a.k.a. Pill Hill
OHSU has been involved in medical care, research, and education since the 19th
century. From its spot high on the hill, the nonprofit public corporation casts a large shadow on Portland in terms of employment and prestige. Buildings have dictated the particular shape of the shadow, and OHSU has a nearly bewildering variety of them, from vintage terra-cotta decorated structures, through more brutal International styles, and including some very distinguished modern buildings.
* A (Small) Pox on Thee! At an 1853 city council meeting, then-mayor Simon B. Marye (twenty-seven years of age) grew frustrated at Portland's inability to contain a smallpox outbreak. He recommended that the city invest in a huge black dog. The ancient Romans believed the spirit of the god of healing, Aesculapius, dwelled in such animals. Said god would absorb the bad humors and diseases into himself, solving the smallpox problem. Said god was voted down.
OHSU's scenic but impractical location has led to some creative architectural solutions over the years. And unless you're already familiar with its layout, plan on being initially confused when you visit. The elevator rides alone can be bewildering; one frustrated visitor cursed OHSU as "a mishmash of disconnected ugliness." This seems a bit harsh, but OHSU does have an evident lack of cohesion from building to building and a failure to include the surrounding natural landscape into the overall plan.
* Trying to find the tram? Try the ninth-floor entrance to Kohler Pavilion across from the Shriners Hospital.
While you're stumbling about, see if you can find the second building ever built for OHSU, Mackenzie Hall (1919, Ellis Lawrence) on the north side of Sam Jackson Park Road. Across the street from it is the well-regarded Biomedical Information Communication Center (1991, Thomas Hacker and Associates), a research library perched next to the canyon. Other highlights include:
Doernbecher Children's Hospital, 1998
Architect: ZGF Partnership
A hospital can be a scary place, especially for children. That made the challenge for the architects of this building two-fold. First, this needed to be a healing space containing design elements that would set children at ease, or "cozy" in architect Robert Frasca's word. Second (and more daunting), a hospital needed to be built spanning a canyon.
Doernbecher's creation was dictated more by the air rights of the hospital than by actual land-holdings. The plain yet powerful hospital somehow manages to occupy virtually no actual land, instead stretching like a bridge across a steep ravine and, with near magic, connecting the north and south parts of the hospital. The stated objective of the architectural firm was to "play big" with the exterior space while "playing small" with the interior, giving it a low-key feel and scale for the patients within. Described by architectural critic Allan Temko as "probably the best children's hospital ever built," its curving paneled metal exterior, beautiful tableaus, inner courtyards, and playful design elements make it a first-class addition to Portland's buildings.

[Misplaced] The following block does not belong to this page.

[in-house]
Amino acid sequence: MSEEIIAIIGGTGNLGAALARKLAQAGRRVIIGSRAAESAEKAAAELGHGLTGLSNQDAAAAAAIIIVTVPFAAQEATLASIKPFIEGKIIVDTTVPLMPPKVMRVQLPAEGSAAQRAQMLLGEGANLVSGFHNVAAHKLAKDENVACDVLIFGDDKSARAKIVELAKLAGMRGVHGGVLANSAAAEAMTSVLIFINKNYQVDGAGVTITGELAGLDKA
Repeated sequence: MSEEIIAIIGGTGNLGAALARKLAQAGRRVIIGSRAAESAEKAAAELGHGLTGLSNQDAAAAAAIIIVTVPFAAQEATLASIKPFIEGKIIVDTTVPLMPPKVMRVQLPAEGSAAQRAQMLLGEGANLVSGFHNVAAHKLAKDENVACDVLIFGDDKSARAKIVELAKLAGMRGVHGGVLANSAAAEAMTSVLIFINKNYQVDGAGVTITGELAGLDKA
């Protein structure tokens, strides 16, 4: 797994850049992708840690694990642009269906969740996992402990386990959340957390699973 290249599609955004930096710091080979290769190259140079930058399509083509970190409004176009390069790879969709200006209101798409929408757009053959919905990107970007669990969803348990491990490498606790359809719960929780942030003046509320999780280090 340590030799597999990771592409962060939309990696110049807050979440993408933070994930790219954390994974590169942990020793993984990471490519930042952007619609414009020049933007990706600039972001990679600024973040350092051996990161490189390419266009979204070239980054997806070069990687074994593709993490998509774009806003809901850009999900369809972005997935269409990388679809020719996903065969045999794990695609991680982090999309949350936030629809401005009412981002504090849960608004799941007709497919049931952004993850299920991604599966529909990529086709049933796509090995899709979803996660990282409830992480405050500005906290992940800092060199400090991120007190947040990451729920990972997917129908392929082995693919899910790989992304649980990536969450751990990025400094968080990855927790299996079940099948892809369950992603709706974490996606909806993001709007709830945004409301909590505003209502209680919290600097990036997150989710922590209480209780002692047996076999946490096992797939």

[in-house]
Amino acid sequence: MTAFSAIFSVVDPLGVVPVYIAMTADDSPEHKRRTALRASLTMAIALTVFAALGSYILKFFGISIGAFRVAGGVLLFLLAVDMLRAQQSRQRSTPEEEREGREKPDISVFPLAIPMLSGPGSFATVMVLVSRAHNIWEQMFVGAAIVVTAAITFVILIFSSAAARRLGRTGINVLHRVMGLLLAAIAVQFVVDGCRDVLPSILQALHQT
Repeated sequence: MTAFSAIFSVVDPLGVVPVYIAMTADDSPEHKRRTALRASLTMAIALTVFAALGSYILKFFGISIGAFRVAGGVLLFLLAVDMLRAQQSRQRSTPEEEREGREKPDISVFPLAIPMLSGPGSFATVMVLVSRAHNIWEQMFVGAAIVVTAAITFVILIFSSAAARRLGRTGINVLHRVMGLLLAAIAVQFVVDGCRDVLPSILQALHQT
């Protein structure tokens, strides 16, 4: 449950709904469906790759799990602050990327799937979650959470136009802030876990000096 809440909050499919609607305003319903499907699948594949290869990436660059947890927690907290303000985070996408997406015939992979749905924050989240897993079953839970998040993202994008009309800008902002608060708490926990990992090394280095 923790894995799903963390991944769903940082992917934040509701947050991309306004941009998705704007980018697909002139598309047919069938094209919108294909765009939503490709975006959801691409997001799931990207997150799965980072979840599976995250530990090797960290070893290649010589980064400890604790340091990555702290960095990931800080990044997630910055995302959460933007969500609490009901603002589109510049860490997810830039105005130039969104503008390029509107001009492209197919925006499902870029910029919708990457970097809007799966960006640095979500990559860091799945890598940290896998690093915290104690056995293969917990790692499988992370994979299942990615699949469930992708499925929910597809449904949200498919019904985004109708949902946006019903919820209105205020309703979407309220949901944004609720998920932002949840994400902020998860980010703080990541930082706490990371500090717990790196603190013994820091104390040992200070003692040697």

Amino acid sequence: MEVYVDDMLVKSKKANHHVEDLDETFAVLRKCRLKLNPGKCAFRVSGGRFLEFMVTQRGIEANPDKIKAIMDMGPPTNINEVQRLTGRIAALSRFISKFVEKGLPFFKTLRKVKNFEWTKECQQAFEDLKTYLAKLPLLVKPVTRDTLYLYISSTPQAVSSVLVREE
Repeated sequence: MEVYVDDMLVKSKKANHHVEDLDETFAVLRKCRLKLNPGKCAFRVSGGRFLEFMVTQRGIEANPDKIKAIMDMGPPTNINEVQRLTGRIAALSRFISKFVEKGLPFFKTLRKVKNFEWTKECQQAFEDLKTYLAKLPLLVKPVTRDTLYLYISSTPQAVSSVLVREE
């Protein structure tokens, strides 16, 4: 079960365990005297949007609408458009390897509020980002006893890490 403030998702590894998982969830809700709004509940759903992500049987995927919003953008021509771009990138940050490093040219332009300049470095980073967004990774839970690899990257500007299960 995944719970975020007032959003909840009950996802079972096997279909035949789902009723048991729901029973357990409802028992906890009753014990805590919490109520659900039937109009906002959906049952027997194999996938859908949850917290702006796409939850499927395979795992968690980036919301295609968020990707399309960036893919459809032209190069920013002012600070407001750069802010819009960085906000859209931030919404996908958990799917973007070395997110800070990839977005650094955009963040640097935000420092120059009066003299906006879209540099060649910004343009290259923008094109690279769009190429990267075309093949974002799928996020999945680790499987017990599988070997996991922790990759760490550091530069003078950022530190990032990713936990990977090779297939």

While the exceptional "suspended curvilinear" exterior is noteworthy, it is the inside of the building that astounds. Flocks of birds fly down halls, bright colors surge, and natural themes are illuminated by waves of natural lighting. The central courtyard is rife with copper animal life by sculptor Wayne Chabre.
Vollum Institute, 1987
Architect: ZGF Partnership
Wedged between two pre-existing buildings, the unique shape of the Vollum Institute allows it to stand out separately even under such crowded circumstances. This in-fill building is bright enough and has enough classical influences to make it notable, and its rooftop greenhouse-glass top is perhaps a first evolutionary step towards OMSI's later glass pyramid lobby.
The southwest side of the building is busy, full of angles, and reflects bright light from its terra-cotta facade onto the courtyard below. Opposite it, on the northeast side of the lab is a very different look. Visible to downtown Portland, it is brick, with a curved architectural feature (called a belvedere) to allow an appreciation of the vista below. If you need a steady hand to play Operation, this is the building; portions are "vibration isolated for delicate instrumentation."
"Flexural" Bridge, 1993
Campus Drive between Terwilliger Boulevard and Sam Jackson Park Road
Designer: Mike Walkiewicz
Only the faint-of-heart (or cardio patients), should decline to take a walk across this remarkable 660-foot bridge. The Flexural is both the longest suspended skybridge in North America, and the longest climate-controlled bridge in the world. Linking OHSU with the Veterans Hospital, it also provides its users with a unique experience in both horizontal and vertical vertigo. Constructed in accordance with building codes, the skybridge was designed in 24-foot sections because of the limited physical space available for installation. This was made possible by repeatedly bracing and cantilevering the sections out from the two structural towers.Less Text